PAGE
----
From darkness to light
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Jess was in a violent and abusive relationship and had drug and alcohol addictions. Depressed, she couldn’t see any light at the end of the tunnel.
Today, her life is back on track and she is happy working as a volunteer intern assistant community ranger for the National Trust.
Here, in her own words, is her story:
“My job is to bring nature to people, to encourage them to get outdoors and improve their wellbeing. I love everything about my job: I go on countryside walks to note the flowers, trees and wildlife growing. I help manage the land by cutting back trees, hedge laying, cutting grass or raking. I have also taken on the task of digging our pond, well actually it’s mini lake but it’s a better workout than any gym!
This work has been the final step in turning my life around, it’s put the sunshine and smile back in my life. But it took some help and support from a lot of people to get me to this point.
Three years ago my life was not a happy one. I lost my self-respect, confidence, sense of purpose and very nearly the sight in my right eye. I suffered depression, wasn’t working and some days I stayed home as I couldn’t face the world - I’d have to get drunk if I did go out. Previously I’d battled other drug addictions and turned to alcohol and cannabis to get through every day. I ran up debt and got into trouble with the police on a couple of occasions. Had I got in trouble again I would’ve been looking at going to prison.
Then sadly my friend died, doing something he absolutely loved, flying his kite up Dunstable Downs. It was a massive shock. But I decided the only way to deal with it was by changing and changing for the better to try and find some sort of positive out of a very cruel negative. This started with getting out the relationship I was in. It wasn’t easy but I did it.
I went to my doctor and asked for people who could help with alcohol problems. He advised me to go to James Kingham. I very nearly didn’t make that first appointment even with a friend along. But I was made to feel at ease, and that I’d come to a good place. However I did struggle with my drinking especially when a few months later I was evicted from home.
Life seemed blacker. Homeless, staying on a friend’s sofa and my belongings at my mums, I decided to get help with my cannabis use as well. Together, James Kingham and Addaction helped me realise that I did have a problem, but I wasn’t alone and there had to be something behind it. They taught me to recognise my triggers and slowly start to control them. More importantly, they taught me not to be so hard on myself.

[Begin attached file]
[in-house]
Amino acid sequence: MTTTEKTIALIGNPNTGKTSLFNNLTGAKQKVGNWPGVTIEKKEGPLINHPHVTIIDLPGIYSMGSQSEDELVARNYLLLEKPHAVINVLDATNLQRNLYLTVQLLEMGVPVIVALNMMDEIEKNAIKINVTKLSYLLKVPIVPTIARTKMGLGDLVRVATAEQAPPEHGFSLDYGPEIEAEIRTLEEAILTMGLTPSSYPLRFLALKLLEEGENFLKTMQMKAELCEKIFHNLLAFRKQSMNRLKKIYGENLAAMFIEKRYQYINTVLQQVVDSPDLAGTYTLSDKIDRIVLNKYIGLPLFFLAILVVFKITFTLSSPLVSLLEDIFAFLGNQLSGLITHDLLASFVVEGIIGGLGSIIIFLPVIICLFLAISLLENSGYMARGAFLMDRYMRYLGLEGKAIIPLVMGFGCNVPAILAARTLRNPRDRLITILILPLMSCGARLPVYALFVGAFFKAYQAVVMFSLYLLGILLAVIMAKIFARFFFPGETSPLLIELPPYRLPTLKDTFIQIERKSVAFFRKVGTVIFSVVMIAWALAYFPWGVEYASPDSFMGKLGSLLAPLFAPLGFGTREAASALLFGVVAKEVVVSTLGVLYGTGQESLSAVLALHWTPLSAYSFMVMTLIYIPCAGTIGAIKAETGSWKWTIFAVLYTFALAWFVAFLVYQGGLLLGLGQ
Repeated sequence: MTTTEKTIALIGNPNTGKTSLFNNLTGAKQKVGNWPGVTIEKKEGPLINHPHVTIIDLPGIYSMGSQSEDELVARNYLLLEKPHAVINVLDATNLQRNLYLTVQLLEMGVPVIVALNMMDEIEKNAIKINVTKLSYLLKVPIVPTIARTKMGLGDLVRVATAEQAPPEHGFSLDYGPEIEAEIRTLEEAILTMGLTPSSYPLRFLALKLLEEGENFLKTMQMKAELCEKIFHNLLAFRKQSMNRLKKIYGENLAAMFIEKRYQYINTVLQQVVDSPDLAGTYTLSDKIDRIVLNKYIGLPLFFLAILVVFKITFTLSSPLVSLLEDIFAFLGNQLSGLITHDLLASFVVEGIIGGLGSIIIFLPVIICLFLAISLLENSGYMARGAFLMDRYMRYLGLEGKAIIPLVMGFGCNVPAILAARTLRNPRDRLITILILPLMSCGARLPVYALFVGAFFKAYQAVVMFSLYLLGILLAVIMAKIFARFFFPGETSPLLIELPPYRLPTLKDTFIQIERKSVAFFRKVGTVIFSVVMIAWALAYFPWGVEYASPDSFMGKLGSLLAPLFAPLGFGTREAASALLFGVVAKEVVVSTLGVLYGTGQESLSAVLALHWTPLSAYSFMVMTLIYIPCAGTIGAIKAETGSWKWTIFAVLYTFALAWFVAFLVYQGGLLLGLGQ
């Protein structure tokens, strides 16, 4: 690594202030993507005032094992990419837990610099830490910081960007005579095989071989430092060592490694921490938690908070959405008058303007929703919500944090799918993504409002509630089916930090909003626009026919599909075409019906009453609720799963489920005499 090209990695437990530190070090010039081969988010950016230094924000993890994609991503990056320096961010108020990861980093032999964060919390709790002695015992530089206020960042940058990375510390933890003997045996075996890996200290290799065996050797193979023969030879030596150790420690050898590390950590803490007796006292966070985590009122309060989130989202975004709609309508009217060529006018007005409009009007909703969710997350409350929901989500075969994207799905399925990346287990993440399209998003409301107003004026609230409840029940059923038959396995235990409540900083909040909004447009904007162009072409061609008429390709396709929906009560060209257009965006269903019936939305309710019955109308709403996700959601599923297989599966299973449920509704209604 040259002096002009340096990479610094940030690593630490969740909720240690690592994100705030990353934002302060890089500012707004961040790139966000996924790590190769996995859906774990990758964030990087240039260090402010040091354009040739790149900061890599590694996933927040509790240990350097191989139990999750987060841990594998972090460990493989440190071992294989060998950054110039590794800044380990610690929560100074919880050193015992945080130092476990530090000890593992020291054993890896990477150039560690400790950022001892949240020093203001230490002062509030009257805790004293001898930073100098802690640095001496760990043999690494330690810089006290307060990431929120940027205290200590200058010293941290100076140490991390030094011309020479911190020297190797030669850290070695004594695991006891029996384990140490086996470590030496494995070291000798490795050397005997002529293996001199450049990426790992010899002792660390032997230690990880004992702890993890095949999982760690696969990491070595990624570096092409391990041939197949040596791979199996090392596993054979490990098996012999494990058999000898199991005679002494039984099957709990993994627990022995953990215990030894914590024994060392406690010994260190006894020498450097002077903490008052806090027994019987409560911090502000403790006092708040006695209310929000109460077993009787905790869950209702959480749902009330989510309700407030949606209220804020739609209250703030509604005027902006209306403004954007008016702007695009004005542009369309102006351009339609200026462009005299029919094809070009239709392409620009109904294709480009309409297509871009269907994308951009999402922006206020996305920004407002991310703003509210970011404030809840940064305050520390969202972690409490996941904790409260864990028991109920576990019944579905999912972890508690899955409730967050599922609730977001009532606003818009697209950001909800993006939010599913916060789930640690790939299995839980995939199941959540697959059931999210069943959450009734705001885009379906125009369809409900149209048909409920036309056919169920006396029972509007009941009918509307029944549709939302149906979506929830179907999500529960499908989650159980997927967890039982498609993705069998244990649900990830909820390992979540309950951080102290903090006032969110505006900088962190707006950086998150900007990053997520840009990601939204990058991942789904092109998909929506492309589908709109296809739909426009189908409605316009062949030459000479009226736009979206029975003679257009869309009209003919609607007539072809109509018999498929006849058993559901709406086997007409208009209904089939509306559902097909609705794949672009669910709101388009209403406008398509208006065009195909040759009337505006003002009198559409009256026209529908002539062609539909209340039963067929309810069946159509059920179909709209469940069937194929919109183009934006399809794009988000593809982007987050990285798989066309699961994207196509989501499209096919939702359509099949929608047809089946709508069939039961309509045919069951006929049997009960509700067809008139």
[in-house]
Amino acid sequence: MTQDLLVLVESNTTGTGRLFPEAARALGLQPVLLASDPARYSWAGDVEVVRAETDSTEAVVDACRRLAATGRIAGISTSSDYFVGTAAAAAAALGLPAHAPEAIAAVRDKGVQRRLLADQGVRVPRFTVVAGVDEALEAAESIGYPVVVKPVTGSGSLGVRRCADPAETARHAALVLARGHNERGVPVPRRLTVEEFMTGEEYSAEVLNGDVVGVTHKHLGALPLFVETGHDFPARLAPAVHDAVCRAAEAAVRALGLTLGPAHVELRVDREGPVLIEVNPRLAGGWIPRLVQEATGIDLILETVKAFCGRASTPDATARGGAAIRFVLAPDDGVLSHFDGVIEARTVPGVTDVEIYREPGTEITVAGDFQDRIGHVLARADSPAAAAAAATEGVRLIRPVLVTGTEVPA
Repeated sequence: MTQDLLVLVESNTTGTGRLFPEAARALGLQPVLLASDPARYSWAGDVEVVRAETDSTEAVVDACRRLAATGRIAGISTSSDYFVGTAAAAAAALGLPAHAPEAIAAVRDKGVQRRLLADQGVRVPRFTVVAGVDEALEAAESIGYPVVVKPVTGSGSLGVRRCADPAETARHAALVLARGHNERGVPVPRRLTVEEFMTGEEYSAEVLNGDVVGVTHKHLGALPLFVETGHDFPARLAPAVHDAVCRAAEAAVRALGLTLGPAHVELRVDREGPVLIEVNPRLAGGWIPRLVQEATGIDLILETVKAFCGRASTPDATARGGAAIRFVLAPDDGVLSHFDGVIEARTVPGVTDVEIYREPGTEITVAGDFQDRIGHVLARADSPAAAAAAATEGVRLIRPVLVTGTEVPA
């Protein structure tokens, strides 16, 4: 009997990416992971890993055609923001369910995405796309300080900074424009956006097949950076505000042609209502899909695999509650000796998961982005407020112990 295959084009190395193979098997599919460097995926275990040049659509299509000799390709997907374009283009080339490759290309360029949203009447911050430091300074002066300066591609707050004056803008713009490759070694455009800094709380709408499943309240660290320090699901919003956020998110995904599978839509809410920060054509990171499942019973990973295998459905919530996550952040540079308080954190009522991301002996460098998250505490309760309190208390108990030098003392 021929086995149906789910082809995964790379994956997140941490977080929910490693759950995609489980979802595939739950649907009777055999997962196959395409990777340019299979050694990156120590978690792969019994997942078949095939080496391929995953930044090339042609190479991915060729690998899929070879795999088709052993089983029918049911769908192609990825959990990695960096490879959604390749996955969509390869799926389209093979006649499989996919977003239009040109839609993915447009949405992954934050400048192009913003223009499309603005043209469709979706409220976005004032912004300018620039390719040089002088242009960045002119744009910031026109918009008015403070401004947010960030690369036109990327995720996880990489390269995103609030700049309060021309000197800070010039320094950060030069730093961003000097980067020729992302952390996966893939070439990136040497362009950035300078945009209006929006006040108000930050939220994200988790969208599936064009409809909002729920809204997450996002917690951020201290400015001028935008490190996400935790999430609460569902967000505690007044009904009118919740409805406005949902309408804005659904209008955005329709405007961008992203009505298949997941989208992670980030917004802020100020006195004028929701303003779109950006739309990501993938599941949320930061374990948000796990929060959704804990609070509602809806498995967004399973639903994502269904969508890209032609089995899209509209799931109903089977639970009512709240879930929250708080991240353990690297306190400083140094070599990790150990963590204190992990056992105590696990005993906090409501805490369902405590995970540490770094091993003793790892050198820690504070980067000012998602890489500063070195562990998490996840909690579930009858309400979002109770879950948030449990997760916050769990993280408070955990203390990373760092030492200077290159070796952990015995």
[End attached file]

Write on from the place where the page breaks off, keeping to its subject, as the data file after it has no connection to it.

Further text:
Jess tells her story to Bromford support worker Hannah Dallinder-Jones
No one chooses to have an addiction. It’s a coping mechanism, a way of accepting misery. Addaction referred me to Bromford Support. I remember my first meeting there. I was petrified, having to meet and learn to trust another new person. With support from Addaction I slowly relaxed and was assigned a support worker with Bromford Support.
I was homeless for six months. Bromford supported me not just with getting a flat through the council, but more importantly I had someone who listened, who didn’t laugh or put me down, who gently nudged me in the right direction if I was struggling – and that was a lot! Even after getting the flat, life was still a battle, my first time living on my own with bills to pay and still struggling with my addictions.
Bromford helped me deal with talking to energy companies, managing my money and my mental health. It makes such a difference having someone to help you through everyday life. Slowly my confidence grew. I started to receive counselling which was the hardest thing in my life so far but it was so good to talk about the issues I’d carried for years and finally put them to rest. I found in order to fix yourself you have to take yourself apart.
Bromford supported me with this and encouraged me to think about getting back into work. Then a friend suggested volunteering up Dunstable Downs, a place I’ve always loved. I started volunteering for just one day a week but what a difference it made to my life. I had a purpose again and I am now looking to retrain as a landscape gardener.
I really wouldn’t be here today if it wasn’t for the support from James Kingham, Addaction, Bromford Support, the Counselling Service, National Trust and my new partner. I want to thank each of you for helping me to smile again and putting sunshine back in my life.”
Since writing this, Jess is now looking to set up a project: ‘I love fresh air’ for people with depression, drug and alcohol addictions, the elderly and disabled. She said: “It has helped me so much to be outside so I want to encourage others to get out, even just to a local park or take a walk.”
To download a PDF of Jess's story, click here.